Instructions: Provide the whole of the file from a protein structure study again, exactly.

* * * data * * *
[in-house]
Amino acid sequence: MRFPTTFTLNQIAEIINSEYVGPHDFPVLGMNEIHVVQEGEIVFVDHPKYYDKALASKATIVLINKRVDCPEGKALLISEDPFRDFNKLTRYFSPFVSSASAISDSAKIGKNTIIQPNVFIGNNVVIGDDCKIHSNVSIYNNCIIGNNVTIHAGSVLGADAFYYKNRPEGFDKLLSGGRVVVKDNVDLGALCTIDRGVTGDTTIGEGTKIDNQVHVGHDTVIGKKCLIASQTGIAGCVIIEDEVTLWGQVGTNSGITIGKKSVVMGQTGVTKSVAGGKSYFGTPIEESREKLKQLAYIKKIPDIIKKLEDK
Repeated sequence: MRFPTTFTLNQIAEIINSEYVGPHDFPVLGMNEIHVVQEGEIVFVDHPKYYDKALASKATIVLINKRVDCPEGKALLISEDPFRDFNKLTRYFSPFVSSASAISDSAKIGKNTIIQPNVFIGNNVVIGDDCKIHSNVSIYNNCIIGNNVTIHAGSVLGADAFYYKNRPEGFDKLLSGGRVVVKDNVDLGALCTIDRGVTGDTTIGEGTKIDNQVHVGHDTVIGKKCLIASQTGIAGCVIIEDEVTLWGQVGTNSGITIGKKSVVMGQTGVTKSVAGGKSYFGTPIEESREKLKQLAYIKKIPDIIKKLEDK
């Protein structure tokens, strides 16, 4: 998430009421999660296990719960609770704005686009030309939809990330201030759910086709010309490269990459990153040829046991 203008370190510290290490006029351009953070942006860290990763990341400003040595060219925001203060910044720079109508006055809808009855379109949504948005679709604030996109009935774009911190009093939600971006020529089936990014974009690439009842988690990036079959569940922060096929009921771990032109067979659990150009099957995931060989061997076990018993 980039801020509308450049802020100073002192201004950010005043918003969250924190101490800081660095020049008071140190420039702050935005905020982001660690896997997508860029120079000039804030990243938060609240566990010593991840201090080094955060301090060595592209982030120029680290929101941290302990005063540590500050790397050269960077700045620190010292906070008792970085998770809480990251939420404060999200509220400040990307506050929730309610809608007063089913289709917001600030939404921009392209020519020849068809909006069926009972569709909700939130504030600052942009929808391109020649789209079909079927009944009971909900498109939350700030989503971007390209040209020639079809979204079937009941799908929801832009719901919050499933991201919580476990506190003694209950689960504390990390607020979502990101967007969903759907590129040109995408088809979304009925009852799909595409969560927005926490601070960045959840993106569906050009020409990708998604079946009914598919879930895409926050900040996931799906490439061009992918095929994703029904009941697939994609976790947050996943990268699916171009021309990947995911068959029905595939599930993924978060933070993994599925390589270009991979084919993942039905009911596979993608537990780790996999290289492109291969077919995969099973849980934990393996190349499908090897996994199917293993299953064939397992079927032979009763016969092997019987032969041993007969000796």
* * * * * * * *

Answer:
[in-house]
Amino acid sequence: MRFPTTFTLNQIAEIINSEYVGPHDFPVLGMNEIHVVQEGEIVFVDHPKYYDKALASKATIVLINKRVDCPEGKALLISEDPFRDFNKLTRYFSPFVSSASAISDSAKIGKNTIIQPNVFIGNNVVIGDDCKIHSNVSIYNNCIIGNNVTIHAGSVLGADAFYYKNRPEGFDKLLSGGRVVVKDNVDLGALCTIDRGVTGDTTIGEGTKIDNQVHVGHDTVIGKKCLIASQTGIAGCVIIEDEVTLWGQVGTNSGITIGKKSVVMGQTGVTKSVAGGKSYFGTPIEESREKLKQLAYIKKIPDIIKKLEDK
Repeated sequence: MRFPTTFTLNQIAEIINSEYVGPHDFPVLGMNEIHVVQEGEIVFVDHPKYYDKALASKATIVLINKRVDCPEGKALLISEDPFRDFNKLTRYFSPFVSSASAISDSAKIGKNTIIQPNVFIGNNVVIGDDCKIHSNVSIYNNCIIGNNVTIHAGSVLGADAFYYKNRPEGFDKLLSGGRVVVKDNVDLGALCTIDRGVTGDTTIGEGTKIDNQVHVGHDTVIGKKCLIASQTGIAGCVIIEDEVTLWGQVGTNSGITIGKKSVVMGQTGVTKSVAGGKSYFGTPIEESREKLKQLAYIKKIPDIIKKLEDK
């Protein structure tokens, strides 16, 4: 998430009421999660296990719960609770704005686009030309939809990330201030759910086709010309490269990459990153040829046991 203008370190510290290490006029351009953070942006860290990763990341400003040595060219925001203060910044720079109508006055809808009855379109949504948005679709604030996109009935774009911190009093939600971006020529089936990014974009690439009842988690990036079959569940922060096929009921771990032109067979659990150009099957995931060989061997076990018993 980039801020509308450049802020100073002192201004950010005043918003969250924190101490800081660095020049008071140190420039702050935005905020982001660690896997997508860029120079000039804030990243938060609240566990010593991840201090080094955060301090060595592209982030120029680290929101941290302990005063540590500050790397050269960077700045620190010292906070008792970085998770809480990251939420404060999200509220400040990307506050929730309610809608007063089913289709917001600030939404921009392209020519020849068809909006069926009972569709909700939130504030600052942009929808391109020649789209079909079927009944009971909900498109939350700030989503971007390209040209020639079809979204079937009941799908929801832009719901919050499933991201919580476990506190003694209950689960504390990390607020979502990101967007969903759907590129040109995408088809979304009925009852799909595409969560927005926490601070960045959840993106569906050009020409990708998604079946009914598919879930895409926050900040996931799906490439061009992918095929994703029904009941697939994609976790947050996943990268699916171009021309990947995911068959029905595939599930993924978060933070993994599925390589270009991979084919993942039905009911596979993608537990780790996999290289492109291969077919995969099973849980934990393996190349499908090897996994199917293993299953064939397992079927032979009763016969092997019987032969041993007969000796």